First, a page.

This evening, I corked seven bottles of orange wine made from an old folk recipe. A few weeks ago,  I juiced the oranges and poured them into a two and a quarter gallon crock from an antique market.  To this I added yeast, a piece of toast (yeast makes the magic happen, people!), and a couple of other things, and I left it sit happily corked in the garage for 3 weeks. Having spent an hour sterilizing my equipment in preparation, I am please to announce that it rendered 7 full bottles.  Corking them with the rubber mallet wasn't the best part; I admit that I did not have the patience for my Portuguese free standing corker to arrive in the mail. They are now down in the basement in the bar units that were once shoe racks for our kids.  They will rest for a year, and then they will be ready for me to enjoy. Such an exercise in patience for me! Well, maybe I'll be OK. There was enough left in the crock to make a third of a bottle that I parked in the fridge. What's my plan? I'm thinking a backyard party for next year, a homemade wine and food pairing in my pretty little yard with my veggie garden and my koi pond. That really is a big part of the enjoyment of wine- the sharing of the experience with others. Food and wine has a way of bringing people together.  The need to eat and drink is something we all have in common.  It's meant to be. 
Nothing is sadder than a lonely wino, especially one who doesn't appreciate what the hell he's drinking.  
As I write, I lay in bed half stunata on my orange wine.  As I continue my education in enology, I'll be able to calculate the alcohol content in my creations.  I'm currently not fit for math. But you know, I am relaxed, I feel creative, I want to share what I am feeling. I'm having an experience. 
I created something. Cool experience, and I'm enjoying it. 
I'm looking forward to sharing it. 
It's gonna be a long year. 

Tuesday, March 11, 2014

Good Mom Bad Mom: A Procreation Deliberation


We all have one.  

When I say we, I mean every living being on this planet. Reproduction is fundamental to our survival as a species.  Everyone runs on the same cycle of birth to childhood under the protection of the parents, to puberty and adulthood, when the reproductive cycle begins again.  Sorry feminists, but the ancient sentiments of man finding a good cave and spearing a yak for his woman who will be barefoot and pregnant for life do still exist, maybe not so much in our American culture, but we didn't write the book on raising kids.  Or maybe we did.  When I searched for books with the words "raising a child', it brought up 29,000 results.  In its rudimentary form, reproduction and parenthood sound quite simple and natural, but the world is full of people who will tell you what you're doing wrong.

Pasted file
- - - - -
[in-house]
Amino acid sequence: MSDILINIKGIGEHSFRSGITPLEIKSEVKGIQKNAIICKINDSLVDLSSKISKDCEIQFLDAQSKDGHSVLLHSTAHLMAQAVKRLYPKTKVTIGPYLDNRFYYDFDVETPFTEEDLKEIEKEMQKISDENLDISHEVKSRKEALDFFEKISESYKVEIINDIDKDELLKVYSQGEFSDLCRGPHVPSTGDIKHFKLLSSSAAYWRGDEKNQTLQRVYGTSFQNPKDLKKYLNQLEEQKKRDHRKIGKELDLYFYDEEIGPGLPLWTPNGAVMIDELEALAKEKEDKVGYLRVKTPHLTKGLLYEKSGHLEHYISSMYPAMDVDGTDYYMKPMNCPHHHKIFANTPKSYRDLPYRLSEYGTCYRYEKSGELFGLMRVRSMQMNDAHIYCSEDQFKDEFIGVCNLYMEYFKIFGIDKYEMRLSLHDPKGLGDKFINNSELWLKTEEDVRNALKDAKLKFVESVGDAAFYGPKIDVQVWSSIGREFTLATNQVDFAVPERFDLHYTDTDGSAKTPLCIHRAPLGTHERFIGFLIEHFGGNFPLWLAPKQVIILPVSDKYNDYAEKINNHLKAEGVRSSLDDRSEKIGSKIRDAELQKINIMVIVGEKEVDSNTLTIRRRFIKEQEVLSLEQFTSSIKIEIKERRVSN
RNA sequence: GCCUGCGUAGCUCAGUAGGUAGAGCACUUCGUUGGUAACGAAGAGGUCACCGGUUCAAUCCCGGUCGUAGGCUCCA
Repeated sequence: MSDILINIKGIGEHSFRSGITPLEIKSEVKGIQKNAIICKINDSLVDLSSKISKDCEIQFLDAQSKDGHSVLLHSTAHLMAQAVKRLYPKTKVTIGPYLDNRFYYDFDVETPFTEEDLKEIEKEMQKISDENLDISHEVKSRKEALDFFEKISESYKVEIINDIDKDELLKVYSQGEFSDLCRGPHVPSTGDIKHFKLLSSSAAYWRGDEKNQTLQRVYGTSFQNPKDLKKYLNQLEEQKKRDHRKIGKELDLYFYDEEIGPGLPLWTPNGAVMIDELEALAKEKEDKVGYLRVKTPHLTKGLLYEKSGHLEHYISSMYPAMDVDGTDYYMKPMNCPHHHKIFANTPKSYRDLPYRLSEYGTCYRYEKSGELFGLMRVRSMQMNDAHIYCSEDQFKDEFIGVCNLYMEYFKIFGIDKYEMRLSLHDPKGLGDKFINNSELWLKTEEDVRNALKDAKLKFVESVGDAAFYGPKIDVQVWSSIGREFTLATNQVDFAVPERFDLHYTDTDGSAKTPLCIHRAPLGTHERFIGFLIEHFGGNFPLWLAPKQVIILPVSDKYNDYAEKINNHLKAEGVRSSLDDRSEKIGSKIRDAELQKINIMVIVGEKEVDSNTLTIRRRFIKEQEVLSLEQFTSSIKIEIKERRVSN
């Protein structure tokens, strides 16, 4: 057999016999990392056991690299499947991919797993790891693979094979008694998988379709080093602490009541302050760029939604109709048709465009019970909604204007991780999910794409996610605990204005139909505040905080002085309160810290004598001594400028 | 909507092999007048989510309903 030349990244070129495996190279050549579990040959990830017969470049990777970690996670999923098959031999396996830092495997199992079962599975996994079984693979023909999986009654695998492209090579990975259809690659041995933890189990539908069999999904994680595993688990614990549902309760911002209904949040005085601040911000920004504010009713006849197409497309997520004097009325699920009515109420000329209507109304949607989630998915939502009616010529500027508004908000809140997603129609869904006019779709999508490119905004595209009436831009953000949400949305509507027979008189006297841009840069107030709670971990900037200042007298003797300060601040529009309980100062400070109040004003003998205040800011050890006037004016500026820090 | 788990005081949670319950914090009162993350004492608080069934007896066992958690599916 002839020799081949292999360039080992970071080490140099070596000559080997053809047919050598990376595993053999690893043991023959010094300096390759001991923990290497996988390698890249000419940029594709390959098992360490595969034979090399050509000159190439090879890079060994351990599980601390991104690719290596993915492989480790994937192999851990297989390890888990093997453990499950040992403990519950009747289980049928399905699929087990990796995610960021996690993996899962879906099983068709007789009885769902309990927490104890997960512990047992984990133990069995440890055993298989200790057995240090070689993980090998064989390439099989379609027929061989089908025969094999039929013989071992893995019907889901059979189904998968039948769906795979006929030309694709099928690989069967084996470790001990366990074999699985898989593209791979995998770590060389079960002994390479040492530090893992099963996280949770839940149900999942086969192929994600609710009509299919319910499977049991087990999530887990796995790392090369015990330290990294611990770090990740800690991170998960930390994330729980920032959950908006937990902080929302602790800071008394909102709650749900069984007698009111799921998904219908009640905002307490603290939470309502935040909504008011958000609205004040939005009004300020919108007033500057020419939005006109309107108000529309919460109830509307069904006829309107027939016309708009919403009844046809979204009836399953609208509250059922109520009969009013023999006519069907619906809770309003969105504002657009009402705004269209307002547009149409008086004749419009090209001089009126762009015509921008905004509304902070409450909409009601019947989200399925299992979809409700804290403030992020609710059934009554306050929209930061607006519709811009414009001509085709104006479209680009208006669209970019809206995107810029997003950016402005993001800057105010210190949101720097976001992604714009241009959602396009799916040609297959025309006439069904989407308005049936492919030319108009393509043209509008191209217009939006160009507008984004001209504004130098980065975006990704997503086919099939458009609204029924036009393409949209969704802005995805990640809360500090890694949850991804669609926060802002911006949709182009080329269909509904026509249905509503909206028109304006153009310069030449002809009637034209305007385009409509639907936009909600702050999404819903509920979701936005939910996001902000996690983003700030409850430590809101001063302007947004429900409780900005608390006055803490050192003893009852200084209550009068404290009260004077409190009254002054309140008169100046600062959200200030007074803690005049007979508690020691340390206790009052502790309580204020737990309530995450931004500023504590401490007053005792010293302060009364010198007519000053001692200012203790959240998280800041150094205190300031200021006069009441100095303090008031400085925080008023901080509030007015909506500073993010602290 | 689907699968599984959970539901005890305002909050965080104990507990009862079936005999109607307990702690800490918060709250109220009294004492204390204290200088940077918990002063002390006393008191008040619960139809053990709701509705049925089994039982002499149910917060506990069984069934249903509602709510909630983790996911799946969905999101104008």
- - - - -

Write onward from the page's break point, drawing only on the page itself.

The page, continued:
My husband is half Sicilian and half Korean, and his 80 year old mother would still cut his meat for him if she wouldn't get the malocchio, the evil eye, from him.  He will tell you with equal amounts of tenderness and embarrassment that when he was 22 and in medical school he had to ask someone how to laundry.  My mother-in-law and I have a caring relationship, but I don't think she would mind if I told you that she doesn't like that I made her grandsons, my stepsons, do their own laundry at age thirteen.  That's a cultural difference between she and I.  She was a housewife who worked hard to provide all of those physical comforts to her husband, son, and now grandchildren (typically accompanied by "Stop spoiling them, Mom!").  Her mother died and she became the "woman of the house" at age nine, cooking, cleaning and washing clothes on river rocks for her siblings and father.  That's where she comes from, and I have to remind myself of that when she shows up with garbage bags to haul her grandsons' smelly clothes to her house.  It is a caring and loving duty that she undertakes.